Workplace injuries can be a challenging time for both the victim and their family. Whilst there are numerous challenges associated with workplace injury, there are fortunately various avenues to help overcome these challenges. Seeking advice from a legal professional can help ensure that your rights following a workplace injury are upheld and protected, and to ensure that your employer is fulfilling their required legal obligations.
Perhaps the greatest worry for injured workers is overcoming the financial challenges of being unable to immediately return to work, following a workplace injury. Fortunately, Safe Work Australia is a national policy that exists to not only improve the health and safety of workers, but also to ensure that adequate compensation arrangements exist and are readily accessible across Australia for injured workers. Workers compensation agencies (such as WorkSafe in Victoria) are responsible for providing this compensation to eligible victims of work related injuries or illnesses.
If you lose income or require treatment because of your injury, you may be eligible to claim compensation. This may be in the form of weekly payments, based on your pre-injury average weekly earnings. Your employer will be responsible for paying your weekly payments, once they have been provided by you with a valid Certificate of Capacity. This is simply a statement made by your doctor confirming your current incapacity to perform certain roles, or to currently perform your position to any extent. Receiving adequate compensation for lost wages, medical bills, rehabilitation treatment and travelling expenses can help overcome the financial challenges associated with workplace injury.
If your injury was a result of negligence in the workplace, you may be eligible to sue your employer for damages.The purpose of a damages claim is to compensate for the loss, harm or injury suffered.
It is important to note however, that a work injury damages settlement cancels all further entitlements to workers compensation benefits including weekly payments, medical, hospital and rehabilitation expenses. Therefore, before deciding to sue your employer, it is important to receive advice from an experienced compensation lawyer to determine which avenue will benefit you greater financially.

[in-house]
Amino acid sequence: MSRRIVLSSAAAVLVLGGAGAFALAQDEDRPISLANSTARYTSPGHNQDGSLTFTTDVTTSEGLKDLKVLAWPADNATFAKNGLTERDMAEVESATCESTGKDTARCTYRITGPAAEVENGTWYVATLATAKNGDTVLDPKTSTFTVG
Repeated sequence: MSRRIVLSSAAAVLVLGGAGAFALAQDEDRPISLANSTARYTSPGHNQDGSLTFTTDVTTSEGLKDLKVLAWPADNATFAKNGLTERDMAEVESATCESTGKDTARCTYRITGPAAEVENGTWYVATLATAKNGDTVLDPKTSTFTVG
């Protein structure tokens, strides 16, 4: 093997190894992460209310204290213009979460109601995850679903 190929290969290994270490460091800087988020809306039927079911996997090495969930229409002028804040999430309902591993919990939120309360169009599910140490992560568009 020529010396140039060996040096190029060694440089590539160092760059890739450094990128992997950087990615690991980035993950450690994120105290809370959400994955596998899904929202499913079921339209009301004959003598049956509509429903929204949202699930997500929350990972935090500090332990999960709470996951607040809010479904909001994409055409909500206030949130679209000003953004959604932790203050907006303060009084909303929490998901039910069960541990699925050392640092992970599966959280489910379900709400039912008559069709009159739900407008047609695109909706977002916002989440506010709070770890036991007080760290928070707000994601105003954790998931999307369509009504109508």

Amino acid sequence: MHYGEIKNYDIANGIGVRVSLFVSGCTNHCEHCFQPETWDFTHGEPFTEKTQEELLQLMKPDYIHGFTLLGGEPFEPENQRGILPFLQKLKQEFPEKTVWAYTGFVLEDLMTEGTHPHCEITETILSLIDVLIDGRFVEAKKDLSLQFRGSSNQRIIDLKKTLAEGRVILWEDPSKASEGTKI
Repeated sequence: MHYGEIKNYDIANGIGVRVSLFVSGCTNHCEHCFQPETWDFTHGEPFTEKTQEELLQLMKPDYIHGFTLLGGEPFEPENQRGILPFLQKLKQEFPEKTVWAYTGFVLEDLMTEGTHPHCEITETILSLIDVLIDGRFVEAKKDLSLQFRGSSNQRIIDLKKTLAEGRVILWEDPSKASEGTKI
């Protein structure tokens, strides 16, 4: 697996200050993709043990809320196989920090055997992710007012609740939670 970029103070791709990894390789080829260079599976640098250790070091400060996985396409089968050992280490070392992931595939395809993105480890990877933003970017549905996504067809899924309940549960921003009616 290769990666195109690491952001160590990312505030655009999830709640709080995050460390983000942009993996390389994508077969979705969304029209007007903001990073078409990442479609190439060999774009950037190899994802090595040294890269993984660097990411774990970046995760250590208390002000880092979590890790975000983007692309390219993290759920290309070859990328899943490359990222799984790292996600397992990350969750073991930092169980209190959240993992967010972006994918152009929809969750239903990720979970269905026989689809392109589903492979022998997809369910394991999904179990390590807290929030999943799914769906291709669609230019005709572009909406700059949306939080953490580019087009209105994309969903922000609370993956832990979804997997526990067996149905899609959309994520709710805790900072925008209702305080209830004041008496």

Keep your employer informed
Your injury or illness must be recorded in your workplace’s register of injuries within 30 days of you first becoming aware of it. This can be done by you, or someone on your behalf. Under Australian law, your employer must retain your pre-injury position for one year from the day you are entitled to receive weekly compensation payments. Keeping your employer informed in the rehabilitation process and ensuring open communication is an important part of the journey back to work if you do wish to retain your old position.
Returning to work
Returning to work following a workplace injury can be a daunting process, whether it be in a new position or the same position you held prior to the injury. Your employer has an obligation to:
- support your return to work, consistent with your capacity post-injury
- assess suitable employment options for your return to work
- provide you with clear, accurate and current details of the return to work arrangements to be implemented.
- consider reasonable workplace support, including any necessary aids or modifications to the work site.
- assist you in meeting your return to work obligations
Understanding your rights and your employer’s obligations is an important way of overcoming the challenges of returning to work. Consultation and advice from a legal professional can ensure that your employer has fulfilled all of their obligations in regards to supporting your return to work. Maintaining communication with your employer can also ensure that the return to work arrangements to be implemented are in fact consistent with your level of capacity post-injury.